Justin's first step into the shadow-lands was into a blast of icy cold wind. Grit and ash blasted his face and he quickly turned to wrap a scarf around his face. Dog sneezed and coughed to clear his lungs. He was in a dark and cold wasteland with frost blighted clumps of grass separated by frozen sand and patches of ice. It was a rolling landscape of desolation that stretched as far as Justin's eyes could see.
Quickly checking his magical wards and forces near him he cast a spell seeking out dangers or those who recently passed. Justin trusted Dog to do any guiding and path finding necessary. There had been magical traffic in the recent past. Well recent in the sense that a timeless realm could have time. Perhaps it was not as timeless as his studies and travels with his father had suggested? The shadow-lands could theoretically lead anywhere or some said any time. Justin was afraid to try anything like that.
Kantrus and Justin learned the same message from their studies of traveling through the shadow-lands travel across time was fraught with extreme peril and only to be undertaken as a last resort. When it happened accidentally there was rarely a way to reverse the time travel or the damages it caused. This accidental time travel while traveling between realms was the basis for most legends of extreme differences in time between Faery realms and mortal ones. Although, there were differences of that Justin was convinced even if he had no way to test it without traveling there himself and right now he was far too busy.
“Dog,” Justin asked the hellhound, “do you know where we are?”
The dog nodded in a human fashion and pointed with his right paw towards their left straight into the blast of the wind and grit.
“Okay, it's always the hardest path that leads where you're going,” Justin gave a bitter chuckle. “Let's find Dad and Shandra.”
The two began carefully walking across the windy terrain. The ground was gritty icy sand that shifted unexpectedly beneath their feet. The tussocks of weeds had hook like thorns at the ends so they needed to avoid those as well. Justin had traveled through the shadow-lands with his father and dog before but did not remember it being this hostile to travelers nor this difficult to traverse. Most journeys were ended in a matter of steps. Once Justin judged they had walked a mile he was certain this was going to be nothing like any previous trip he had made through the shadow-lands.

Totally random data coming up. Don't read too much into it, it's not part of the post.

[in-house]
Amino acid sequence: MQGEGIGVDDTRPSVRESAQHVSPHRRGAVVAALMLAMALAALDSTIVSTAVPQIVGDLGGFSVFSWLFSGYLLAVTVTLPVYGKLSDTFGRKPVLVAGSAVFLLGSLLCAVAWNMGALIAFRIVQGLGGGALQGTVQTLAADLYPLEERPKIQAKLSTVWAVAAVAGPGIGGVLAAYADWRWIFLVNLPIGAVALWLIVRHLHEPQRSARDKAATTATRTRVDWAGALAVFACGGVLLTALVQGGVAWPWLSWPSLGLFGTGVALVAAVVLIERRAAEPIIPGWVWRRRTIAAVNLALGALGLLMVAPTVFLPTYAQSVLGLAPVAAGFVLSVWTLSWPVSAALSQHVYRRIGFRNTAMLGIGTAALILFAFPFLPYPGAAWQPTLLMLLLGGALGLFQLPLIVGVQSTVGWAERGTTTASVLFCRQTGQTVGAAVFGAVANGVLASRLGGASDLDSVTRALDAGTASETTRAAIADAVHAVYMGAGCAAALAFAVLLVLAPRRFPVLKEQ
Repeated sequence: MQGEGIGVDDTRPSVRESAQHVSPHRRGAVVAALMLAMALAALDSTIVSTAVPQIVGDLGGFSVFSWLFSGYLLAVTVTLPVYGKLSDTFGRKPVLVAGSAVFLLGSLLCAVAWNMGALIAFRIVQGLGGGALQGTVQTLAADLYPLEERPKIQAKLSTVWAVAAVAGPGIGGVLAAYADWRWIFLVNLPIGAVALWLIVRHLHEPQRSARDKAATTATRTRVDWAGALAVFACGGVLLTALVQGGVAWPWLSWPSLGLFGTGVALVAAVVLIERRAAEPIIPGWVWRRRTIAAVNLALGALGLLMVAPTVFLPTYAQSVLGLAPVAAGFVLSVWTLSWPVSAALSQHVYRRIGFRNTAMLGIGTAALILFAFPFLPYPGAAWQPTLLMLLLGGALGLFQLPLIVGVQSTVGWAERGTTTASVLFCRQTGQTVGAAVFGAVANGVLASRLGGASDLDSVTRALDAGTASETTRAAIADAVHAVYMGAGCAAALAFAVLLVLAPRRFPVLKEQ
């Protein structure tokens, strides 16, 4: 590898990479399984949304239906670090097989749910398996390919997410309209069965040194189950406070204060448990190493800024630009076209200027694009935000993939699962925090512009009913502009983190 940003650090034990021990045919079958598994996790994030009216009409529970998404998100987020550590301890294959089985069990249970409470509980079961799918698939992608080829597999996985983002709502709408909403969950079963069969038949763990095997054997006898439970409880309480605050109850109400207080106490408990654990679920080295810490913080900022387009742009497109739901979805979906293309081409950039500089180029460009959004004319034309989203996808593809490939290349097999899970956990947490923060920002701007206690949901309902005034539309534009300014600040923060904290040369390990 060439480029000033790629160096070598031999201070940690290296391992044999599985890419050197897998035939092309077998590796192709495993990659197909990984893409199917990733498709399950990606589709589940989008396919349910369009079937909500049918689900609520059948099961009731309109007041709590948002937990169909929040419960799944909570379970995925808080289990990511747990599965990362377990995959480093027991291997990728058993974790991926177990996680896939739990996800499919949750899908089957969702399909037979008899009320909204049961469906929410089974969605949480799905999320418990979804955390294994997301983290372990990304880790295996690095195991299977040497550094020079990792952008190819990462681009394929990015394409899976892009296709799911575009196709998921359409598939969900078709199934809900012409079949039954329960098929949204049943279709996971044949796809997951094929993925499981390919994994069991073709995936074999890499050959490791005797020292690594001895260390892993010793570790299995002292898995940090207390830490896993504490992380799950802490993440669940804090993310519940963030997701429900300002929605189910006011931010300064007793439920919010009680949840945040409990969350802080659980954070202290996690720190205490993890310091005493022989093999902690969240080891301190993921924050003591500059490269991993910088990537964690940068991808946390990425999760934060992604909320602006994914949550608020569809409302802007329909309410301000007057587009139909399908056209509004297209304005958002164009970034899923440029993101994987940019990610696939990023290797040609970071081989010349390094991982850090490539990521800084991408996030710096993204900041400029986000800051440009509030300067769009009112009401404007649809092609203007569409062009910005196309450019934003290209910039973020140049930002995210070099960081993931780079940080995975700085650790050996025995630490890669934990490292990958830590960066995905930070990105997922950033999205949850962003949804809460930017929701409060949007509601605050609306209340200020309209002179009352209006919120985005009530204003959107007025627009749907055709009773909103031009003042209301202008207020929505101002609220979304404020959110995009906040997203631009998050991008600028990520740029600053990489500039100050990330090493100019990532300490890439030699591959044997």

Justin and Dog had been walking for hours perhaps a whole day when Justin noticed that the ground was changing. The tussocks were changing becoming taller and having seedpods at the tops rather than hooking thorns and the scent of cold salt was becoming stronger. Justin took one more step and abruptly transitioned.
The first thing he noticed was that the wind no longer was blowing sandy grit into his eyes but simply tiny particles of ice that bit like stinging insects. The sky became darker but the light did not change much as they found themselves on an icy strand with old dried drift wood sticking out from the sand and chunks of sea ice abandon by the ocean. The sea ice stretched for as far as Justin's eye could see. There was no hint of water not even when he stood at the top of the highest dune and scanned the horizon for several minutes. Dog stood waiting patiently. If he was in a hurry he showed no signs of it.
The strand stretched to their left and right. Dog paced resolutely to the right so that the icy grit blew into them on their left side. Justin decided that it was not just the particles of ice off the bergs stranded on the beach and beyond but that there was a steady fall of tiny particles of hail or ice. It was certainly not soft nor pleasant enough to be snow. The clouds were a dark gray unlike the brown gray clouds from earlier. The bergs while gritty did reflect some of the light above and left the perpetual twilight at about the same light level just from different sources. Justin couldn't pinpoint where there was a light giving body behind the clouds and whether it was a wan sun or a full moon.
Did there have to be something behind the clouds? In this blighted realm might they be the source of the dim and dismal light? Despite the tussocks of grass nothing seemed to actually grow here. The grass was a dead gray that made a hissing noise as the gritty wind blew through the stands. Justin watched for other figures. He had found other people or creatures on the shadow-path before but this time they were left alone. He didn't even have the feeling of being watched. They could have been the only two creatures in the entire realms and perhaps they were. It was hard to say how much time had passed for them. Justin knew no time or no measurable amount of time had passed in the outside world.
How long had he and Dog been walking? Justin knew he didn't need to but he spoke to Dog anyway, “Do you want to stop for a moment?”
Dog gave him a quizzical look.
“Just a moment to catch my bearings and think.”
Dog nodded and settled himself on the dead sea side of a tussock.
“We've stayed on this side the whole time,” Justin said. “Is there something wrong with the lee side of the dunes?”
Dog looked over on the lee side of the dunes that stretched into long rolling shadows and nodded.
“You've been here before?”
Dog squinted looking out across the dead sea and shook his head. Then he shook his massive head like any other normal dog clearing the grit from his head, ears and eyes.